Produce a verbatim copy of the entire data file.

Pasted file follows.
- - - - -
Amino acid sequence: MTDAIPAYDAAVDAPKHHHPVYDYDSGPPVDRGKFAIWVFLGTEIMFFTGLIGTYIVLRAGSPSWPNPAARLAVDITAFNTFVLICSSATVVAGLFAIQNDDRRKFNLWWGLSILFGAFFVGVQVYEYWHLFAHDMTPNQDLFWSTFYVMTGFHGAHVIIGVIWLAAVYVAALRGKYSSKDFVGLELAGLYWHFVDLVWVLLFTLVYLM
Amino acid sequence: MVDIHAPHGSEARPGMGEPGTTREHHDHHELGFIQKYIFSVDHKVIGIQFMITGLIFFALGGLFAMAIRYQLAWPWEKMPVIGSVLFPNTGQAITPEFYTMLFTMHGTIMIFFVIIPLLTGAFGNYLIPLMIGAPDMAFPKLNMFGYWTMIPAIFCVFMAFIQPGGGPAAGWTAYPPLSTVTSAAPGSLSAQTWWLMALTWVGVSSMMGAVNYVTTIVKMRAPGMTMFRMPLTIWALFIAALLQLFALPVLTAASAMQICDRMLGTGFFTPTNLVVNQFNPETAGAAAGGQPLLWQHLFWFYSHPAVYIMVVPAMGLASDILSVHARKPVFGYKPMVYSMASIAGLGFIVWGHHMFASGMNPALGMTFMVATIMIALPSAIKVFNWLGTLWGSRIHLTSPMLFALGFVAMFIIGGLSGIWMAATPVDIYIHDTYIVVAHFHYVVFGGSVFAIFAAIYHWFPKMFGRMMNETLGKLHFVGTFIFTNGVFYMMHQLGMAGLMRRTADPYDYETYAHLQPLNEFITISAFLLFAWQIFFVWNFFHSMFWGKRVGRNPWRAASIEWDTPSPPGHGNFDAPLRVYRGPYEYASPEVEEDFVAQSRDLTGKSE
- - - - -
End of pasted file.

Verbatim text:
Amino acid sequence: MTDAIPAYDAAVDAPKHHHPVYDYDSGPPVDRGKFAIWVFLGTEIMFFTGLIGTYIVLRAGSPSWPNPAARLAVDITAFNTFVLICSSATVVAGLFAIQNDDRRKFNLWWGLSILFGAFFVGVQVYEYWHLFAHDMTPNQDLFWSTFYVMTGFHGAHVIIGVIWLAAVYVAALRGKYSSKDFVGLELAGLYWHFVDLVWVLLFTLVYLM
Amino acid sequence: MVDIHAPHGSEARPGMGEPGTTREHHDHHELGFIQKYIFSVDHKVIGIQFMITGLIFFALGGLFAMAIRYQLAWPWEKMPVIGSVLFPNTGQAITPEFYTMLFTMHGTIMIFFVIIPLLTGAFGNYLIPLMIGAPDMAFPKLNMFGYWTMIPAIFCVFMAFIQPGGGPAAGWTAYPPLSTVTSAAPGSLSAQTWWLMALTWVGVSSMMGAVNYVTTIVKMRAPGMTMFRMPLTIWALFIAALLQLFALPVLTAASAMQICDRMLGTGFFTPTNLVVNQFNPETAGAAAGGQPLLWQHLFWFYSHPAVYIMVVPAMGLASDILSVHARKPVFGYKPMVYSMASIAGLGFIVWGHHMFASGMNPALGMTFMVATIMIALPSAIKVFNWLGTLWGSRIHLTSPMLFALGFVAMFIIGGLSGIWMAATPVDIYIHDTYIVVAHFHYVVFGGSVFAIFAAIYHWFPKMFGRMMNETLGKLHFVGTFIFTNGVFYMMHQLGMAGLMRRTADPYDYETYAHLQPLNEFITISAFLLFAWQIFFVWNFFHSMFWGKRVGRNPWRAASIEWDTPSPPGHGNFDAPLRVYRGPYEYASPEVEEDFVAQSRDLTGKSE